Why Perform Research as an Undergraduate?

  • A research experience greatly enriches your undergraduate education. Student researchers are stretched intellectually and sharpen their problem-solving, critical thinking, and communication skills. They read the primary literature and become an expert in a topic within their field.
  • Student researchers also get to know a faculty member and have the opportunity to demonstrate their capabilities. A strong letter of recommendation from a research mentor who has worked closely with a student is much more valuable than one from a course instructor.
  • Undergraduate researchers also have the opportunity to investigate their personal interests, develop marketable skills, and explore a high-level career. Research lays the foundations for the next step in a student's personal and professional development, and opens the doors to graduate education, professional programs, or competitive first-time jobs.

How To Perform Research as an Undergraduate?

There are a number of mechanisms at UTSA for gaining research experience. These include, but are not limited to, the UTSA Honors College, College of Sciences Distinction in Research, Volunteering, Summer Research Programs and Year-Round Research Programs. Also check out the UTSA Office of Undergraduate Research Student Opportunity Center.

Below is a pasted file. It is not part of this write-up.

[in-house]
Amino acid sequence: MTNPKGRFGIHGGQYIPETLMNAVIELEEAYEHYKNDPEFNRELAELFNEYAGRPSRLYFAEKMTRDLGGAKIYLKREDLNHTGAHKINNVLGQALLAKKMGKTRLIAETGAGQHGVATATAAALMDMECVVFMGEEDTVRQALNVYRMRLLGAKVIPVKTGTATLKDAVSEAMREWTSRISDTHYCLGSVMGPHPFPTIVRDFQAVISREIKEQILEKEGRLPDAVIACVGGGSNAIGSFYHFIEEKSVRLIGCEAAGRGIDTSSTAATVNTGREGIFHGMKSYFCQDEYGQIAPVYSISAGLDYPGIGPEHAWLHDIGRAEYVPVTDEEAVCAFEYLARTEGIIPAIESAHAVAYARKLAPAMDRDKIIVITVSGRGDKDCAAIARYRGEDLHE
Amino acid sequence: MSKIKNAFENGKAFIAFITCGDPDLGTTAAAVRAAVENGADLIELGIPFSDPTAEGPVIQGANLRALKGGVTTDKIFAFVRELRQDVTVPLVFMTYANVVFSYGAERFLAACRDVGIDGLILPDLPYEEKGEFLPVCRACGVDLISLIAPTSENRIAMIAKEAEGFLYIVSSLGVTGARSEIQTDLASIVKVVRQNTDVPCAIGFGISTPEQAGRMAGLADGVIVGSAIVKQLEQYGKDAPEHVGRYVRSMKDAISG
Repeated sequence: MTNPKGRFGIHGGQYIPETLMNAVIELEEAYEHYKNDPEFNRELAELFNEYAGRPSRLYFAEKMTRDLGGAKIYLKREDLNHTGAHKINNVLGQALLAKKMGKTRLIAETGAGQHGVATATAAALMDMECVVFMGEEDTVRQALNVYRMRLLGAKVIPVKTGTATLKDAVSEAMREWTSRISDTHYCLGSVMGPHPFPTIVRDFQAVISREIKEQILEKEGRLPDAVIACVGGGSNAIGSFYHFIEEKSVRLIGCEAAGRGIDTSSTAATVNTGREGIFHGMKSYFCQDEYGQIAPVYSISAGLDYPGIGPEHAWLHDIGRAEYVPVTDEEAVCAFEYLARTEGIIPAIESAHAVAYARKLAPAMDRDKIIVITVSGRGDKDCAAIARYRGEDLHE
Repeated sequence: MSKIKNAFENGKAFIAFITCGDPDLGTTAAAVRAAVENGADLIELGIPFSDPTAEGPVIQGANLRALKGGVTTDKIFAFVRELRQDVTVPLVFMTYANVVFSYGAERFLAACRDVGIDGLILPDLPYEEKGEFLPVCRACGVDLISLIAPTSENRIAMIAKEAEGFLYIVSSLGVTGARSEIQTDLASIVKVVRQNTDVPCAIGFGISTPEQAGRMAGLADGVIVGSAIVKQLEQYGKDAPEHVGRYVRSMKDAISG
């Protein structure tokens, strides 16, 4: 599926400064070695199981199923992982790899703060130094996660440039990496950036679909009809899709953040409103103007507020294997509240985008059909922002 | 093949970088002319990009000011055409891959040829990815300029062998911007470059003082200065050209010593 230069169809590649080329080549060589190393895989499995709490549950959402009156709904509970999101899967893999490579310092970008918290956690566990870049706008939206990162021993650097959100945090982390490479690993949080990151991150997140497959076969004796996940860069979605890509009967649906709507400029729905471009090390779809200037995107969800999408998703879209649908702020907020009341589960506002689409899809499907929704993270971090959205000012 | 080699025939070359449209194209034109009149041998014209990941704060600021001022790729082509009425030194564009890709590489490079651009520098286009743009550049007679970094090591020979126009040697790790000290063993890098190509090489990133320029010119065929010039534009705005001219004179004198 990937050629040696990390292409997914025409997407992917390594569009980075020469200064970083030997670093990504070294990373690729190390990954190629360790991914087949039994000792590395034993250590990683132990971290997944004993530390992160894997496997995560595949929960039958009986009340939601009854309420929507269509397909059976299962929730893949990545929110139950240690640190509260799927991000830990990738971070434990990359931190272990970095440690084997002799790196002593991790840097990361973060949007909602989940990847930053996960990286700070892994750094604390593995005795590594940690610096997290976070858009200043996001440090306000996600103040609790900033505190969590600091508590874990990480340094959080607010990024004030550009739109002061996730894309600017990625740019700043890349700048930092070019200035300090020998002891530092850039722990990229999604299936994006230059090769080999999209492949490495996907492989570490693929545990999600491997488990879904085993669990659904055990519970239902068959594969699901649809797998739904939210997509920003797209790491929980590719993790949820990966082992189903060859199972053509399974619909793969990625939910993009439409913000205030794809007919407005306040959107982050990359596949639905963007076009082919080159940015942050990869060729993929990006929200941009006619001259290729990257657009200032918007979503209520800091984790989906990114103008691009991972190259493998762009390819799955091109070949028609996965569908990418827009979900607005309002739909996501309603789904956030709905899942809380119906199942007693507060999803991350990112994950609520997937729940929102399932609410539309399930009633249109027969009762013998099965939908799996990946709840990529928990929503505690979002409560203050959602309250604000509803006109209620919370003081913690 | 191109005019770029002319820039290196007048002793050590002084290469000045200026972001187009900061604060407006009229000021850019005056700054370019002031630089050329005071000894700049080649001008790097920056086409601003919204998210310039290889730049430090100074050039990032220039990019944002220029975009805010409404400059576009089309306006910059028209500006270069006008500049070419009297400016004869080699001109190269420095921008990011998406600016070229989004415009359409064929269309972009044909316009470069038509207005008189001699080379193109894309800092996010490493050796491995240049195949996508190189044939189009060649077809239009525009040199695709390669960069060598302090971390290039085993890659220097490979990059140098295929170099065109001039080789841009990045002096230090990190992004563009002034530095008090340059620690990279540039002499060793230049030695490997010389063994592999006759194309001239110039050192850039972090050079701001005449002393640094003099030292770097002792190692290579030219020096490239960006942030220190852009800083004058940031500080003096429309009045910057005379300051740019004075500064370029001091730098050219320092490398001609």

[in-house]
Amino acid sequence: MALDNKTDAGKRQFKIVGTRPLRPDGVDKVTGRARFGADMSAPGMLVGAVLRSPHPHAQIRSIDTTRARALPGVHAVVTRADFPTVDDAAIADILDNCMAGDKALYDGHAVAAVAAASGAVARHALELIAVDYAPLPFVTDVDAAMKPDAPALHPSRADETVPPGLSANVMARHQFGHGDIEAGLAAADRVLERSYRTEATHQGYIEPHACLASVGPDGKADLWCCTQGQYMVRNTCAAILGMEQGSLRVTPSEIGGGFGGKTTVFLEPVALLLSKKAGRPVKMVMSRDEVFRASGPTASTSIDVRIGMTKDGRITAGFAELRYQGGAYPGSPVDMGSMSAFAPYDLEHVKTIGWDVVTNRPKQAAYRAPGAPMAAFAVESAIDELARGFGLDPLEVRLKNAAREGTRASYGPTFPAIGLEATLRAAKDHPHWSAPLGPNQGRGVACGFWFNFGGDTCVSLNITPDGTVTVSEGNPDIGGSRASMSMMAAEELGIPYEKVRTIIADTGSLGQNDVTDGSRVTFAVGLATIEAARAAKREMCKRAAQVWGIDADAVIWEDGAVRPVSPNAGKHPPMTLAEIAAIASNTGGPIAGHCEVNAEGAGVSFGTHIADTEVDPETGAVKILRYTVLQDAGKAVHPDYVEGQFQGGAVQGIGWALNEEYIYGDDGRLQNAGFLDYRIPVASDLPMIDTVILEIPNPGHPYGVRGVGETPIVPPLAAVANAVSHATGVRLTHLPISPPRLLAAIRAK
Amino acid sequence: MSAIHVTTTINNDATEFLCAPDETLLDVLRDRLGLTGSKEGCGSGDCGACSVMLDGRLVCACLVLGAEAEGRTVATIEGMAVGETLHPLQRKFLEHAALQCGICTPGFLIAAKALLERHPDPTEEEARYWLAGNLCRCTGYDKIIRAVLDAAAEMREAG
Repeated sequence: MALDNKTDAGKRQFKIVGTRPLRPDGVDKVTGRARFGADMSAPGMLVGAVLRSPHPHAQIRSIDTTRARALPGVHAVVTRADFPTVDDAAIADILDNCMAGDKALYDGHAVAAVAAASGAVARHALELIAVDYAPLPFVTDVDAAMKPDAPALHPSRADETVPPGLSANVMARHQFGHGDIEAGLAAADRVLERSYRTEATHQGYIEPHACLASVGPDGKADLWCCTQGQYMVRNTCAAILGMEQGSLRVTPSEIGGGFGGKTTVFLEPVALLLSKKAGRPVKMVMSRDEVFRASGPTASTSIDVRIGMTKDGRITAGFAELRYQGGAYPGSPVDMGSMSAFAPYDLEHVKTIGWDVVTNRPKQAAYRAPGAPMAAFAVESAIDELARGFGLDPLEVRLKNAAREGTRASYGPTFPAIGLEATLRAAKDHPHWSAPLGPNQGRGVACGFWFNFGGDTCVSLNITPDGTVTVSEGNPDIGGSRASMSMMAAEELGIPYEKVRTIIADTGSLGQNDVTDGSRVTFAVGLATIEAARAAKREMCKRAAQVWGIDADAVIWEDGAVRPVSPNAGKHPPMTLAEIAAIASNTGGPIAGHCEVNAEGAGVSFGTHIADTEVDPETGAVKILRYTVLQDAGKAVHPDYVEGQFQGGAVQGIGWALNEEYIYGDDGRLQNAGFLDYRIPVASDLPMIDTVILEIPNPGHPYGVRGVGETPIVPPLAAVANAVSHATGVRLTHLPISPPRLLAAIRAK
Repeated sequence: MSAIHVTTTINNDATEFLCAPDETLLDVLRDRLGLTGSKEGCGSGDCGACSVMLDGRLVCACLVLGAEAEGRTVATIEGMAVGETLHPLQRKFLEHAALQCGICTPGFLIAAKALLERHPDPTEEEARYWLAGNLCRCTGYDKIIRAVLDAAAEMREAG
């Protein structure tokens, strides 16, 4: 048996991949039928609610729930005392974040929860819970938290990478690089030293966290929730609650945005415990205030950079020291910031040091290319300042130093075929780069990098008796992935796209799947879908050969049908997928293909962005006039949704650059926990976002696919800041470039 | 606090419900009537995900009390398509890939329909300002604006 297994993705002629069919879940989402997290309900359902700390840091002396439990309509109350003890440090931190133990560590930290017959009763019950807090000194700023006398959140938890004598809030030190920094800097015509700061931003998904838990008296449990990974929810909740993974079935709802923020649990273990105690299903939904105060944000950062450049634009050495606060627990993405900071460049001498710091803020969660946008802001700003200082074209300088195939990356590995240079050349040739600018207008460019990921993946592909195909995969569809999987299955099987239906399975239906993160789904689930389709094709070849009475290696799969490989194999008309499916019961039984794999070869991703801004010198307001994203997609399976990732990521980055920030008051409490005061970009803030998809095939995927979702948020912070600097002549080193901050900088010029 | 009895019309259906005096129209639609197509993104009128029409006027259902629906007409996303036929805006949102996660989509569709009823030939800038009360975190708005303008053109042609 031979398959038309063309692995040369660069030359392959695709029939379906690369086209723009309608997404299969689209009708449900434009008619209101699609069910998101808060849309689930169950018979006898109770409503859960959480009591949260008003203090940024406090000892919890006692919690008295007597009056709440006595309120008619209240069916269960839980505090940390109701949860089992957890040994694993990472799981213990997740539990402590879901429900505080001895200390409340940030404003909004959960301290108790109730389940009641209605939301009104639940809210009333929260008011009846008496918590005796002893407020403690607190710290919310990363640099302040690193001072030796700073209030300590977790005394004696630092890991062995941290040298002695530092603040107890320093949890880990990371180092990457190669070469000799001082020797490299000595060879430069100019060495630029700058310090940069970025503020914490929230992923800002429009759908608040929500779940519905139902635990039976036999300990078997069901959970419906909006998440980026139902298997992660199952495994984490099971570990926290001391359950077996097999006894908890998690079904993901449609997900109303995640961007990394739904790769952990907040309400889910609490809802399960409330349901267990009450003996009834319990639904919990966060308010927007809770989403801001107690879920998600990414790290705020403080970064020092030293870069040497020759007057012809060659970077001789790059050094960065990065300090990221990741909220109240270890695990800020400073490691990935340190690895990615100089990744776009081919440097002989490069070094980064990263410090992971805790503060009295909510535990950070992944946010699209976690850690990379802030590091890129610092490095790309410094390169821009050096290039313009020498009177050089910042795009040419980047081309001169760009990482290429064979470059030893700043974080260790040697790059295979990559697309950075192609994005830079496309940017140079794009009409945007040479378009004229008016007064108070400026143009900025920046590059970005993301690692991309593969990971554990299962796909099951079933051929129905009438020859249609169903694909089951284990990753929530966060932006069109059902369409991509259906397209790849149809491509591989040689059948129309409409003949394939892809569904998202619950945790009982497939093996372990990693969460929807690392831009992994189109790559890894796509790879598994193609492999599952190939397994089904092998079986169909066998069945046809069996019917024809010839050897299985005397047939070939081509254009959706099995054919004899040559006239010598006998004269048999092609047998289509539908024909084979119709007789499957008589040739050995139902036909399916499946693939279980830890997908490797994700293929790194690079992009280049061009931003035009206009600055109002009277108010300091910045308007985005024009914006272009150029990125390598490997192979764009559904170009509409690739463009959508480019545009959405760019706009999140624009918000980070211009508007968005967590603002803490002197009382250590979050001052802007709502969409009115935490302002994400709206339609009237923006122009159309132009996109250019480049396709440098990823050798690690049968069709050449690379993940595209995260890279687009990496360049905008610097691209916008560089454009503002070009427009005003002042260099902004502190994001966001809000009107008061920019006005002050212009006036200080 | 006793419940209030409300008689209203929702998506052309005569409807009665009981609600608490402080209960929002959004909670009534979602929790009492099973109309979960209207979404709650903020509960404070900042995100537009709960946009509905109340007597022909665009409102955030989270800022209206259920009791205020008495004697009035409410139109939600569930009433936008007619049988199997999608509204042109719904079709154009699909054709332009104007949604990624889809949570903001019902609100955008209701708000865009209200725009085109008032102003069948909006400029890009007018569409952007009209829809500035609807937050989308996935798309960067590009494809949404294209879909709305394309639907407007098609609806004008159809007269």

Advice on how to approach a faculty member to ask about performing research
See a useful template for creating a CV

Depending on your field, there may also be short term (generally summer) research internships found in town, throughout the country, and even throughout the world.

See an extensive list of summer research opportunities at other locations

NOTE: Most of these pay you, rather than you having to pay them, and some will even pay for a summer course at their institution.

Note on Animal Research and the Biosciences: The animals used in research at UTSA, mostly small vertebrates such as mice and rats, are treated exceptionally well. Some research laboratories at UTSA work with animals and some do not, depending on the questions that are being explored in the lab. Experimental models used at UTSA in the biosciences also include plants, bacteria, fungi, cultured cell lines, and even computer modeling of biochemical pathways. If you have an aptitude for research, don't count yourself out because you don't want to use animals... just choose a field that requires a different experimental model!